- Rolling Out Information fluency and digital research initiatives
We are a library that doesn’t have timetabled library lessons, so we are really focused on point-in-time, contextual lessons. We want to make sure that when teacher librarians go into classes that it’s for a specific purpose, so our library team developed our own digital research guides using LibGuides. Many schools do this and have great success.
These research guides enable us to curate quality information as a starting point for research, for all students. This is where we embed our databases like Britannica. We also complete a research fluency lesson for each of those research guides. The teacher librarians will go into classes, unpack the guide with students and provide instruction and practice of key research strategies.
As a next step we’re working on developing a scope and sequence for Year 5 through to 12, just to map what skills we are hitting in the information fluency framework.
These guides have been very successful in encouraging students to adopt good research habits, especially in terms of using reliable sources when searching online. Based on usage statistics for these resources, we see a return rate of five or six times per student.
Let’s talk about the non-fiction collection at your library. With the growing trend in digital information, do you have advice for libraries looking to start or grow their own digital collections?
At St Rita’s, we’re quite lucky that we do have a healthy portion of our budget allocated for digital resources, including a range of different databases.
But my main advice for those schools that do perhaps have a limited budget is to look for a database that’s going to give them the most bang for their buck. It’s an old cliché, but in terms of selection criteria, you do want to look for a database that is going to cover a range of year levels and subject areas; something that is accessible and has content not freely found online.
My main advice for schools [with] a limited budget is to look for a database that’s going to cover a range of year levels and subject areas.
Another thing to keep in mind is whether the resource addresses additional needs. With Britannica School for example, the differentiation feature alone is a big tick for us. Due to NCCD (Nationally Consistent Collection of Data) requirements, the level of data that schools need to collect on differentiation is growing enormously. Having access to databases like Britannica, where you can navigate between reading levels with the click of a button, is instantly useful, as it provides very tangible evidence of differentiation.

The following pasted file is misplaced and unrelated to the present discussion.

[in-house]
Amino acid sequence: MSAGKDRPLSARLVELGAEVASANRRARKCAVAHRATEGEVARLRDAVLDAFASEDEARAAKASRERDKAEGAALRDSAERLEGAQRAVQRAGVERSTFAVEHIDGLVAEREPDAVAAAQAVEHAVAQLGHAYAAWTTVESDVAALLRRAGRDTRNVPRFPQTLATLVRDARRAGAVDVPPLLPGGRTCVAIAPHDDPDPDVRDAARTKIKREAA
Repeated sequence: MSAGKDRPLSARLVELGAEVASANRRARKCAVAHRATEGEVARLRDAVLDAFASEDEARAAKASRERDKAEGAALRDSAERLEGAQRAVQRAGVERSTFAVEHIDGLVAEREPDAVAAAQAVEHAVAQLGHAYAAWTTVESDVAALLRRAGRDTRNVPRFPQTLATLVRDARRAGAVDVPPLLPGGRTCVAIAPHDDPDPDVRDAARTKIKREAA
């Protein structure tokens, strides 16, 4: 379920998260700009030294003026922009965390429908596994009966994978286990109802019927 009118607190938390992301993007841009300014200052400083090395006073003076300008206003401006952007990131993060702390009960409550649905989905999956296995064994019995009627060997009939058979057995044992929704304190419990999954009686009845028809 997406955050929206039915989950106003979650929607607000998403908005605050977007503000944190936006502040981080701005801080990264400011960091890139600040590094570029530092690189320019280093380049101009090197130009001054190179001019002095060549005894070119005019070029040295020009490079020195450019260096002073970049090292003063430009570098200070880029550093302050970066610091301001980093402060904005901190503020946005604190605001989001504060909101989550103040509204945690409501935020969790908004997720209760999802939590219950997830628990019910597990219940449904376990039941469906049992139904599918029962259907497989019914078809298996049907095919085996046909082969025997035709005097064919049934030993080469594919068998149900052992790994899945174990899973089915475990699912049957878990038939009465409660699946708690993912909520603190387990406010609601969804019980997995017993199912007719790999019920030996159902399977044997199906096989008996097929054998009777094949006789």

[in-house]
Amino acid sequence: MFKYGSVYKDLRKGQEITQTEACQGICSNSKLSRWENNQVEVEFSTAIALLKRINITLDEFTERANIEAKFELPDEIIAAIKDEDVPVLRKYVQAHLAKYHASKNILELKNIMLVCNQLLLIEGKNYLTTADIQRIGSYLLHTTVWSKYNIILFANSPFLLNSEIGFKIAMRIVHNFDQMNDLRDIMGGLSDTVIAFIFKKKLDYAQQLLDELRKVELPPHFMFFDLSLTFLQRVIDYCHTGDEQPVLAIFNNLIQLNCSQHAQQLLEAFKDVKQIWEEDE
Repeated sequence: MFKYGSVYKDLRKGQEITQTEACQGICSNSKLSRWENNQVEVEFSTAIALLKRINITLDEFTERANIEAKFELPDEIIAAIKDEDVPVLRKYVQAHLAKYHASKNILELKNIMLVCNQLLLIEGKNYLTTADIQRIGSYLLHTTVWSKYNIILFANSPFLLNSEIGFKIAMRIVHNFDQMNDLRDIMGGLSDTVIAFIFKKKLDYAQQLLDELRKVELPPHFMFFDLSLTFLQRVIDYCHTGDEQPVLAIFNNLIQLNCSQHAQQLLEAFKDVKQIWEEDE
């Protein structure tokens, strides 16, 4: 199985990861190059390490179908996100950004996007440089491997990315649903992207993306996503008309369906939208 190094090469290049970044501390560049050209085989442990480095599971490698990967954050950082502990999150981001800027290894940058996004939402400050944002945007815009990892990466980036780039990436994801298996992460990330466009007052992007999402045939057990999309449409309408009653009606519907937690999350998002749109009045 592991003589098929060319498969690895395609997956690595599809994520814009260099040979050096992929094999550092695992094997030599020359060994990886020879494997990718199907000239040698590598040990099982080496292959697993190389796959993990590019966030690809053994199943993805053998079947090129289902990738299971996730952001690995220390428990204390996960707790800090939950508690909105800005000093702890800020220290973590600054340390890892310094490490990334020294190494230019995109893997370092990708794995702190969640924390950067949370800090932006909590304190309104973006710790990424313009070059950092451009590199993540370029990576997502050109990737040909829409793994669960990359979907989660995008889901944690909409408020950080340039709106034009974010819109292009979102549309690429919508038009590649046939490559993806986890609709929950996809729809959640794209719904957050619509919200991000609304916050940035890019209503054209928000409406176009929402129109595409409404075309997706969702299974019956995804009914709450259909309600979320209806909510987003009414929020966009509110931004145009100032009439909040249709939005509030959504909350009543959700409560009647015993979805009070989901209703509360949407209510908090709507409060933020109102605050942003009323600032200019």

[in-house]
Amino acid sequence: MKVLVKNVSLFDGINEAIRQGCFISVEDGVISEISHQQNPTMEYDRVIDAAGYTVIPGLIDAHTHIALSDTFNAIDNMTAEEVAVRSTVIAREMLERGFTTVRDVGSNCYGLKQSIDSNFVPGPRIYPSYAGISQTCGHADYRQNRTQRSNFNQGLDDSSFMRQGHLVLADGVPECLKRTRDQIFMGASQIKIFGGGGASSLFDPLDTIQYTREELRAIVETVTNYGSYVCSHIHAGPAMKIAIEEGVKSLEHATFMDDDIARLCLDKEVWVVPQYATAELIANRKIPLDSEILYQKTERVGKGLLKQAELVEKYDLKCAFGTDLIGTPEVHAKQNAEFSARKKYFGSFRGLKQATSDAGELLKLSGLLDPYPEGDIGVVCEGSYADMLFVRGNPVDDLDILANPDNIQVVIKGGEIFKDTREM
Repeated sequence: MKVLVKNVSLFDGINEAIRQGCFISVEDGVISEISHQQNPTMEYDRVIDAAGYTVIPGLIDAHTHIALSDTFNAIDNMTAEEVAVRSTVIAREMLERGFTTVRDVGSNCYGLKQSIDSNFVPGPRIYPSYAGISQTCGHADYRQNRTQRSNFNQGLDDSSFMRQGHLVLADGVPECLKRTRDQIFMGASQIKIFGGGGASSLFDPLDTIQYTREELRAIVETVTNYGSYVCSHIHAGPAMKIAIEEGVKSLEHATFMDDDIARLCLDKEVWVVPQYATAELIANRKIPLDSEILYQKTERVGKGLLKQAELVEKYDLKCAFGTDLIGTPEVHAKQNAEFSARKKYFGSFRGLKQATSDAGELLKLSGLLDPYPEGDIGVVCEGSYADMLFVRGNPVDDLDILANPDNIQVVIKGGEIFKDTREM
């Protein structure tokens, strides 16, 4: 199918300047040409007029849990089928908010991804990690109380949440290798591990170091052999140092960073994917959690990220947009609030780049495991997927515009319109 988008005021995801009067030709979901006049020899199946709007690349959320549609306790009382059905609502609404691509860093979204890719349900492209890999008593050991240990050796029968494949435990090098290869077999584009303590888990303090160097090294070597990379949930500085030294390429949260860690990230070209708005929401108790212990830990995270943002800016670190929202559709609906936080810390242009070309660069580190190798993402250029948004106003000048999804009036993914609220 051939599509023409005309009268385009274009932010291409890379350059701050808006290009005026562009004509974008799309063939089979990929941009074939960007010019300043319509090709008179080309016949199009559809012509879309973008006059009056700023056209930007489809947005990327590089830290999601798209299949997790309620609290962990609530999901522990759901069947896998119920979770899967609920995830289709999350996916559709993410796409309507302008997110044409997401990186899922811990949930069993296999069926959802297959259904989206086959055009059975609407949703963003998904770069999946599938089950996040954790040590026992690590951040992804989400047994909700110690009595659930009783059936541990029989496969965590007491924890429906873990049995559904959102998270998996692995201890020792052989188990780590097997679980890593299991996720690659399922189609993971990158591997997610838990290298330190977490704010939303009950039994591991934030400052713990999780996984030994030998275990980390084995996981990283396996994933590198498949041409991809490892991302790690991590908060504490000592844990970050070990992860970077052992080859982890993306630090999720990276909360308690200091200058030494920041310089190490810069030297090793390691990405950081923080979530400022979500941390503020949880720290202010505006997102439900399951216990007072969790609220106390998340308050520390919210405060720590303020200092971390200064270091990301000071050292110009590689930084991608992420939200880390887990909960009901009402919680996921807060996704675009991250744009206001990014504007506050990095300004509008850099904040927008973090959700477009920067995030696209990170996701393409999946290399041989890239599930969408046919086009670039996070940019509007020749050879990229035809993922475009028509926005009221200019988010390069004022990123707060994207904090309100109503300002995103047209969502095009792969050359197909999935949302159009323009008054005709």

You’ve managed to achieve so much with your career in a relatively short period of time. What advice do you have for librarians who are just starting out?
Having a very clear vision for your library is, I think, where you need to start: What do you want your library to be? What does it need to be?
Something that I think is really important to remember: not everyone is there yet. You might have all of these incredible ideas and you just want to jump in and go for it straight away, but just be aware that you might need to let others catch up first, so start with something small and impactful.
Having a very clear vision for your library is, I think, where you need to start: What do you want your library to be? What does it need to be? What do you want to contribute beyond locating resources and books? Your vision is going to be different depending on the exact situation of your library or school.
Once you have a clear vision, make sure you start with a program that is manageable but also has impact and visibility. That’s really how you build your case and eventually advocate for bigger programs and more initiatives.
It is hard work when you have a small team or you’re just a team of one, but it is possible. Remember, you don’t have to have the latest and greatest to make a real impact! You, the teacher librarian, are the most valuable resource.
Noni Harrison is the winner of the inaugural ASLA/Britannica Early Career Teacher Librarian Award 2022.
This inaugural national award recognises and honours an Australian Teacher Librarian in their first five years of teaching, who has made an outstanding contribution to their school community and potentially beyond.
Noni graduated from Charles Sturt University in 2021 with the highest GPA. In her role, Noni has worked towards creating an evidence-based and data-informed library space. She has worked with her school leaders to inquire into the effectiveness of an academic reading and note taking strategy in increasing student comprehension. She has helped develop and expand the library services and collection to meet the needs of younger students when the school expanded.
Noni has been involved with her school’s information fluency initiatives and has also created and launched a literature-based program to promote reading through workshops and events. It was clear through Noni’s application and testimonials from her principal and deputy principal that her school values the work and contributions she can make to the school community. The judging panel were impressed with what Noni had achieved in such a short period of time and how the $1,000 Professional Learning Grant generously donated by Britannica Education and access to ASLA Webinars will support her in continuing her great work as a Teacher Librarian.